Choosing a new doctor can be challenging, particularly for those who have recently moved or are part of a new community. Asking for recommendations can be a good starting place, but you may also want to consider your specific needs and those of your family. Here are some factors that might play a role in your decision, plus important questions to ask before you decide on a new doctor or pediatrician.
In some cases, your insurance plan may restrict your choices of approved physicians, or it may include financial incentives for you to only use doctors affiliated with your plan. Check the terms of your plan and find out what kinds of physician visits are covered and any out-of-pocket costs you might have to cover.
Type of Physician and Qualifications
In most cases, your insurance plan will require you to choose a primary health care provider, or a doctor who manages your overall care and can make referrals to specialists when it’s required. If you have chronic or disabling conditions, you may also need a specialist who understands this condition and your needs.
You may also want to verify board certifications, which most physicians in the US have. Primary care physicians are board certified in family medicine or internal medicine, while specialists will have completed residency training in a specific field and have passed a competency exam for their specialty.
To find out if a doctor is in good standing with state licenses, you can visit the site Administrators In Medicine.
Questions to Ask
The questions you ask of a potential doctor should be based on your medical needs and priorities. Here are some examples of good questions to ask:
- • Where is the practice located, and is it easy to get there? Is it accessible by public transit? Is there adequate parking available?
- • Which hospital(s) does the doctor use?
- • Where are routine X-rays and other lab studies performed? Can these be done in-office, or is an outside lab needed?
- • How long will I have to wait for an appointment? Can I be seen on the same day for an urgent need?
- • Who covers for the physician while he or she is away? Who should I call if I have a problem after-hours?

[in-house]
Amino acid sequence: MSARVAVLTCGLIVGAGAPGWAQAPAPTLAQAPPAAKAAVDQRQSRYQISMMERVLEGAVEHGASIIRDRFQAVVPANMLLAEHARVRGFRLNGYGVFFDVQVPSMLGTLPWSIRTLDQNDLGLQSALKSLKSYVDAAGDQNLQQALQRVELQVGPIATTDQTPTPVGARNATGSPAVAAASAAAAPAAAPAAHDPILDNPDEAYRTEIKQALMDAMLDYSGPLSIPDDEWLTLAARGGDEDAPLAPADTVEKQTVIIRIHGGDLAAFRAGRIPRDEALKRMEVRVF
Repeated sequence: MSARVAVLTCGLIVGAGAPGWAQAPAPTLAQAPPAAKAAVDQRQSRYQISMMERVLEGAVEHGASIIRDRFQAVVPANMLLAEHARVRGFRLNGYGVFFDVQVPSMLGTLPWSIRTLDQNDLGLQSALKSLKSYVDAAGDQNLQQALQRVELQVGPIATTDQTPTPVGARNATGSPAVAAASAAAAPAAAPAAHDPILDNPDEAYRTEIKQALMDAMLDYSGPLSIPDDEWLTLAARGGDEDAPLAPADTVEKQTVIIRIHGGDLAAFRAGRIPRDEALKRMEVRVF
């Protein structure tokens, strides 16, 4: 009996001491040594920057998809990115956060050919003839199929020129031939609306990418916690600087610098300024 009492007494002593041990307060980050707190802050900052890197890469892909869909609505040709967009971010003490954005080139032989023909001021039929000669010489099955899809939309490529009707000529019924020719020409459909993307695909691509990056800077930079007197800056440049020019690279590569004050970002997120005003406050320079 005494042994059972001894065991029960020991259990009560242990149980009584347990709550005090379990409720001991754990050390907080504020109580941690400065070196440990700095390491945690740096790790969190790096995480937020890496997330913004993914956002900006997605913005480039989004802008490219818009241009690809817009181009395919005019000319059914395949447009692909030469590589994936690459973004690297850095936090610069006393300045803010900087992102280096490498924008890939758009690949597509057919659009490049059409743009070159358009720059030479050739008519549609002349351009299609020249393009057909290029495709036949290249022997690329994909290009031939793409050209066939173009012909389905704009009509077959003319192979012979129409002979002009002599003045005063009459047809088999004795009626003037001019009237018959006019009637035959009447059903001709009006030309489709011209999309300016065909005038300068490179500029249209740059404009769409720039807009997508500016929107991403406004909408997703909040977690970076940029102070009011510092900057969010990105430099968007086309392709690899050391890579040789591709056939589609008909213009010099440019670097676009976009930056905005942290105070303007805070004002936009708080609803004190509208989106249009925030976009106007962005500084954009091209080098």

If you don’t know the answers to these questions, call the doctor’s office. His or her staff can help you understand how the office operates and what you can expect.
Care for your child is another area that requires careful choice. Here are several questions you can ask a potential pediatrician before making your choice:
- • Where did you go to medical school, and where did you receive training?
- • How many years have you been in practice?
- • What are your views on antibiotics?
- • Which hospital are you connected to? Will you see my baby in the hospital directly after birth?
- • Will you or a nurse on the staff give advice via phone or email?
- • How many doctors are in the practice? Will my child see the same one every time?
- • Do you have separate waiting areas for healthy versus sick kids? What are waiting times like?
- • Does your office accept my insurance?
- • If my child is sick, can they be seen that same day if the office is open?
- • Do you have evening or weekend hours? What happens if my child is sick and the office is closed?
For more information on choosing a doctor, contact your healthcare provider.
My profession allows me to interact with people on a level that few other jobs would. The number one way to provide safe, effective healthcare is to educate patients and make sure I listen to and understand their story and what they want to get out of their healthcare.
“How to Choose a Doctor.” WebMD. http://www.webmd.com/health-insurance/how-to-choose-a-doctor#1
“Questions to Ask a Pediatrician Before Choosing One.” WebMD. http://www.webmd.com/parenting/baby/pick-pediatrician-16/pick-pediatrician-dr-questions